In a survey of Evanston residents the Divvy bike share program topped the list of programs respondents say they’ll like the city to stop spending money on.
The online survey, which concluded earlier this month, drew more than 3,000 responses.
Participants were asked to review a list of 46 city programs and choose 10 they thought were most important to maintain, and 10 they’d select for budget cutbacks.
If the current net cost of all of the programs on the hit list survey participants identified were eliminated, it would save just under $1.4 million, or just under half of the city’s anticipated $2.9 million general fund budget deficit for next year.
It may be possible to save some programs while eliminating their out-of-pocket cost to the city. For example, the city is in the midst of renegotiating its deal with the Divvy service provider, and there’s some hope the program could still operate and be budget-neutral next year.
Activists supporting non-profits funded by the city’s Mental Health Board and backers of the city’s youth services programs mobilized as soon as plans for the survey were announced, and those programs ended up with some of the greatest support from survey respondents.
The largest number of survey respondents came from the 6th, 7th, 9th and 3rd wards, in that order. Those are among the wards in the city with the highest number of registered voters and were among those with the highest voter turnout percentages in last year’s municipal election.
Survey participants, however, were heavily skewed by gender — with 62 percent identifying as female and only 33 percent identifying as male.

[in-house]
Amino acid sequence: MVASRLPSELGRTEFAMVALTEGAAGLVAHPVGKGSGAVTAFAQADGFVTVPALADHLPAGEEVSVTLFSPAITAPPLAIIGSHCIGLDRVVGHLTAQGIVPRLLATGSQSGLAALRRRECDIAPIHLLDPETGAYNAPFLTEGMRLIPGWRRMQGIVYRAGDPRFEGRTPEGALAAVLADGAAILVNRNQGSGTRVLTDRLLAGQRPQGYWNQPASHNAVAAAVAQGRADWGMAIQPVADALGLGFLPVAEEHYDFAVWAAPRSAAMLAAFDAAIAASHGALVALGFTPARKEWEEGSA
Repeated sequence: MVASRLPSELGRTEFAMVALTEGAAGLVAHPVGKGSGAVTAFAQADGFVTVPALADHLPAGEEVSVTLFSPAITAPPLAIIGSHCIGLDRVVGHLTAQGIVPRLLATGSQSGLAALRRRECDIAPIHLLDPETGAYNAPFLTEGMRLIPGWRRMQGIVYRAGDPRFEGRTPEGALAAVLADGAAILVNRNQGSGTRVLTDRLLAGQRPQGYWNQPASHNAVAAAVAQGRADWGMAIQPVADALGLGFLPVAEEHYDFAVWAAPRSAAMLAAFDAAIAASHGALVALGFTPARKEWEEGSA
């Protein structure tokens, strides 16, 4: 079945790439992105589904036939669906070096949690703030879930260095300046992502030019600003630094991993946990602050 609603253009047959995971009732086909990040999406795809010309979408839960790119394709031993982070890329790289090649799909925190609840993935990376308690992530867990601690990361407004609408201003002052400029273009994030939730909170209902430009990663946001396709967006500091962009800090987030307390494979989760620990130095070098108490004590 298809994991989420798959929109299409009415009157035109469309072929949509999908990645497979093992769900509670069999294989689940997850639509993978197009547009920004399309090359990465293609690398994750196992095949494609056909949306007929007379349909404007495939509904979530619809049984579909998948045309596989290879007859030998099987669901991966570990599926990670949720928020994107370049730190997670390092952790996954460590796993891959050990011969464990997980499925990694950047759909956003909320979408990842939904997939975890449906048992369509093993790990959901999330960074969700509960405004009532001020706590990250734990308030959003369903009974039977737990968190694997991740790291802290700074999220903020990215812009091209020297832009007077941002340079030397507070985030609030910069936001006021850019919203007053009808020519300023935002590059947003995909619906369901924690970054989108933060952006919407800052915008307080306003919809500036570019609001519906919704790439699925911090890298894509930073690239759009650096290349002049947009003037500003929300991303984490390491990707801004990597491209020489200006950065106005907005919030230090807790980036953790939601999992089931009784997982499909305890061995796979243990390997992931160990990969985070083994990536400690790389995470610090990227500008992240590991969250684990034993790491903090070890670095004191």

The City Council is scheduled to receive a report on the survey results at its meeting tonight.
Lose the Divvy and collect a
Lose the Divvy and collect a road tax on all bicycles and E cars.
Yes, tax the renewable energy
Yes, tax the renewable energy things. That is great. Long live big oil.
Yes cut Divvy or have Divvy charge whatever it wants as long as WE DON’T PAY FOR IT. And feel free to cut all city council/ mayor salaries and benefits which would save another $200,000 plus. Oh don’t worry, there will still be many people running for these positions even if they are totally unpaid and one or two resign. Interesting isn’t it?
Two minds on Divvy
For the divvy system in general there are some who think it should fund itself or turna profit which Chicago and Evanston share in. There are others who see it as part of the public transit system and want divvy stations distributed everywhere so that anyone in the public can access them. At this point in time these two goals work against each other. There are many divvy stations in the system with very low utiization. The divvy system in Chicago could improve itself financially if it shut down stations in areas that saw very little use. Policy makers have to decide which goal is the priority: broad access, or profit.
The Evanston divvy stations are far from being profitable according to this report., but they could cost less if the lightly used statoins were removed. The cost to Evanston is $1,935 per month per station. The stations at Valli Produce, Elmwood & Chicago, and Dempster & Chicago each account for about 2% of trips as origin stations. Shutting those stations would save about $70k per year in cost, and likely a much lower impact on revenue given how little they are used.
An interesting political quesiton is whether it is easier to get rid of all of the stations than it is to get rid of just the most unprofitable ones.
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